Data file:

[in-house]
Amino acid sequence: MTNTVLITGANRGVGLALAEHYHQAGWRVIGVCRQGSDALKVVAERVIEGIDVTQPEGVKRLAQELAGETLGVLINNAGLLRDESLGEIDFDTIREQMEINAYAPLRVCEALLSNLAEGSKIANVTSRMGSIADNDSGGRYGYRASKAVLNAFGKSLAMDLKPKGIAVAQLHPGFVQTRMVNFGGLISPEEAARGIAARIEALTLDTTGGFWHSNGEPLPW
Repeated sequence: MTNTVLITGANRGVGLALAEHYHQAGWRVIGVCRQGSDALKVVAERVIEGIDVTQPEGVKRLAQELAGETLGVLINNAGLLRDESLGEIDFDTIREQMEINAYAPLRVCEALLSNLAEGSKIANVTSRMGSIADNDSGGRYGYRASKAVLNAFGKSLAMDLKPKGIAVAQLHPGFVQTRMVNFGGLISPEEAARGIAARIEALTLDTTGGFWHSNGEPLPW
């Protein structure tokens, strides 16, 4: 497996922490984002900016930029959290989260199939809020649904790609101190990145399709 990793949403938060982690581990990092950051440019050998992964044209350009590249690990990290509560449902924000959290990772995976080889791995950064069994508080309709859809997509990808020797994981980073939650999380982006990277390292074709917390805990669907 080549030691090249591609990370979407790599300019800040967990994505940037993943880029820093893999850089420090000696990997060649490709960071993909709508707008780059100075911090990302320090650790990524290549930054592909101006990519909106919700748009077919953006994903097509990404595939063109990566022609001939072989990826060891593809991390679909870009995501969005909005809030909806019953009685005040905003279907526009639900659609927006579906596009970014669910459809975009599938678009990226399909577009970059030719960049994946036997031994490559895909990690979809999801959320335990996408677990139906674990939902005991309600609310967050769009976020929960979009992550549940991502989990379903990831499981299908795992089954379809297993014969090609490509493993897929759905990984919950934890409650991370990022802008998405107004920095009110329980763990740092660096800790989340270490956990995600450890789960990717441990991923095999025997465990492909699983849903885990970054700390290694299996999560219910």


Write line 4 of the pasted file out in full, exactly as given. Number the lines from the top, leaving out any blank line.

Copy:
């Protein structure tokens, strides 16, 4: 497996922490984002900016930029959290989260199939809020649904790609101190990145399709 990793949403938060982690581990990092950051440019050998992964044209350009590249690990990290509560449902924000959290990772995976080889791995950064069994508080309709859809997509990808020797994981980073939650999380982006990277390292074709917390805990669907 080549030691090249591609990370979407790599300019800040967990994505940037993943880029820093893999850089420090000696990997060649490709960071993909709508707008780059100075911090990302320090650790990524290549930054592909101006990519909106919700748009077919953006994903097509990404595939063109990566022609001939072989990826060891593809991390679909870009995501969005909005809030909806019953009685005040905003279907526009639900659609927006579906596009970014669910459809975009599938678009990226399909577009970059030719960049994946036997031994490559895909990690979809999801959320335990996408677990139906674990939902005991309600609310967050769009976020929960979009992550549940991502989990379903990831499981299908795992089954379809297993014969090609490509493993897929759905990984919950934890409650991370990022802008998405107004920095009110329980763990740092660096800790989340270490956990995600450890789960990717441990991923095999025997465990492909699983849903885990970054700390290694299996999560219910």